CRSV Roundtable, November 2023
On November 15-16, 2023, the International Coalition of Sites of Conscience (ICSC), through its Global Initiative for Justice, Truth and Reconciliation (GIJTR), convened a roundtable on conflict-related sexual violence (CRSV) in the Hague, Netherlands.
The enduring impact of conflict-related sexual violence (CRSV) upon survivors and their communities means that survivors’ needs are wide-ranging, diverse and subject to change over time. These include psychosocial support, medical services, access to education and employment opportunities, societal reintegration, justice and accountability, reparations, non-recurrence and healing. To adequately respond, a multisectoral, multidisciplinary and long-term strategy is required. Unfortunately, the structure of support systems for survivors of CRSV frequently does not match the reality and long-term nature of their needs. The provision of crucial resources and services remains siloed, with certain agencies and foundations offering funding immediately after conflict for humanitarian services like access to food and clean water, healthcare and reproductive services, and economic empowerment opportunities, while others focus on justice and accountability, reparations, or memory and non-recurrence initiatives. As a result, a significant burden is placed upon survivor networks, civil society organizations (CSOs) and community support groups that are frequently at the forefront in working with survivors and seeking funding alongside them.
As a leader in the field of transitional justice, with extensive experience designing programs to support survivors of conflict-related sexual violence and their communities, GIJTR was commissioned by the U.S. Department of State’s Bureau of Democracy, Human Rights and Labor (DRL) in 2023 to consult with survivors, survivor advocates, civil society representatives, policymakers, government representatives and donors to generate collective recommendations to bridge existing gaps in CRSV support services to better meet survivors’ urgent and long-term needs.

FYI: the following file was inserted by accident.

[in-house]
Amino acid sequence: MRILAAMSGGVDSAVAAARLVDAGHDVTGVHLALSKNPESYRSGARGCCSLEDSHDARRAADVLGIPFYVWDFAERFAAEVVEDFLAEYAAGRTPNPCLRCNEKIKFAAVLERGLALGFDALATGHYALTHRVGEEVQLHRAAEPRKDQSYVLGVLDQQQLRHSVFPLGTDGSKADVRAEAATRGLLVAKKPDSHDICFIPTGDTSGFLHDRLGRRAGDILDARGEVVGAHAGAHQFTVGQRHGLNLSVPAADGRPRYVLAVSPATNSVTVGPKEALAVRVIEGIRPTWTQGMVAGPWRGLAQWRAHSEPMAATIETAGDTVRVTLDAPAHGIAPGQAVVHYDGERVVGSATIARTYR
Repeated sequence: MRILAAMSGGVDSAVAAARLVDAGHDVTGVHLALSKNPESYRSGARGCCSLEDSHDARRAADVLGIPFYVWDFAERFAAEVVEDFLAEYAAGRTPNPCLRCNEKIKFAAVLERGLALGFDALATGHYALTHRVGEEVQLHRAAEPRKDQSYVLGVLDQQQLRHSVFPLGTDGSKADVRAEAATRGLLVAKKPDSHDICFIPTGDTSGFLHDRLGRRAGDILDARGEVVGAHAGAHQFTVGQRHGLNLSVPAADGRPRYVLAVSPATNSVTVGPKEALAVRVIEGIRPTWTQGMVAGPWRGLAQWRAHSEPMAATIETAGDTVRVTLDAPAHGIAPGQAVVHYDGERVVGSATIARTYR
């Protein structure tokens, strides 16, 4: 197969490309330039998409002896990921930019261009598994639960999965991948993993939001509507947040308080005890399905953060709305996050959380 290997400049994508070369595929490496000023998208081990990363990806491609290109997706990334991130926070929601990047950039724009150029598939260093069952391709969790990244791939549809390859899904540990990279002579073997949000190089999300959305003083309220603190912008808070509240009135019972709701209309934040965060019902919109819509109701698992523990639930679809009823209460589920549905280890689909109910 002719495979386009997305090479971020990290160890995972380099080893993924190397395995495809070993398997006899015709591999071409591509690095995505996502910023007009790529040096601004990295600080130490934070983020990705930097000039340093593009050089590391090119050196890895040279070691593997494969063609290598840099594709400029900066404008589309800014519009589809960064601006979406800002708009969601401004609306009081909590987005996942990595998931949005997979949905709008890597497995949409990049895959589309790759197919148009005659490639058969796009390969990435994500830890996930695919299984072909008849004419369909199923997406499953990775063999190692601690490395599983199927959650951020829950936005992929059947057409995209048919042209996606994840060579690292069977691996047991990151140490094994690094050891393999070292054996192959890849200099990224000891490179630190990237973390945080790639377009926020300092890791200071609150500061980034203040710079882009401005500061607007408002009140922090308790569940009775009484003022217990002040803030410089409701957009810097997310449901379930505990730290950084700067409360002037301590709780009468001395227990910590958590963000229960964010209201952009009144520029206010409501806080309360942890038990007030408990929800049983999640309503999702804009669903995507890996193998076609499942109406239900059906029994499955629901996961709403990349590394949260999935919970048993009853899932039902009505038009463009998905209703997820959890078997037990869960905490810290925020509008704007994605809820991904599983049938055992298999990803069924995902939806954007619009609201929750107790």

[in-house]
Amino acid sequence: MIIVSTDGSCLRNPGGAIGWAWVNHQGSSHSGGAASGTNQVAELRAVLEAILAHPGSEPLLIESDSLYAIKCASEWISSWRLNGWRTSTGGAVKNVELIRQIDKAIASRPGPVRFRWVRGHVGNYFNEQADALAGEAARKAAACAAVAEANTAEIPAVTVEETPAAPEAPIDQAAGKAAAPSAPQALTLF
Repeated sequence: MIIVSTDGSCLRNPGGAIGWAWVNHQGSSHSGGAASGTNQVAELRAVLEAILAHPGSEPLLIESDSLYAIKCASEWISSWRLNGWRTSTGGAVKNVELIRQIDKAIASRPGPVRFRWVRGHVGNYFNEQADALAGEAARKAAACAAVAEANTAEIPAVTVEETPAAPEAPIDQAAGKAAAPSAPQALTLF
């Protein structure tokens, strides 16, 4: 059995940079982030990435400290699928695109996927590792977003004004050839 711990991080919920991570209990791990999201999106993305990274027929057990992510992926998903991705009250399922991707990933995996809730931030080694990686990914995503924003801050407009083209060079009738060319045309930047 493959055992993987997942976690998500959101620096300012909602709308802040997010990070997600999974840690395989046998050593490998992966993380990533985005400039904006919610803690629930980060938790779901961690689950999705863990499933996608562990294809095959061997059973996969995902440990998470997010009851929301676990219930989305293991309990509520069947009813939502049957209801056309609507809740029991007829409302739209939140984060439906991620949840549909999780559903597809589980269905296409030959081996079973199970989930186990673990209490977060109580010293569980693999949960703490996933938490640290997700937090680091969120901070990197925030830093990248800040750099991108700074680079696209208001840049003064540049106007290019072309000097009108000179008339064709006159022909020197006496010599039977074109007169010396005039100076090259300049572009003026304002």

Responding to this need, on November 15-16, 2023, the Global Initiative for Justice, Truth and Reconciliation convened a roundtable on conflict-related sexual violence in the Hague, Netherlands. GIJTR brought together 37 participants from 16 countries to discuss challenges they face in supporting survivors of CRSV from a range of professional angles and disciplines. Among them were representatives from CSOs and survivor networks in communities emerging from periods of widespread human rights violations, experiencing active conflict or where refugees have recently fled, such as Bangladesh, Colombia, Guinea, Sri Lanka, Syria, Turkey and Ukraine. Other participants included representatives from the U.S. State Department; the British, Canadian and Dutch governments; and International NGOs and donors all focused on designing programs and policies in support of survivors of CRSV at national, regional and international levels.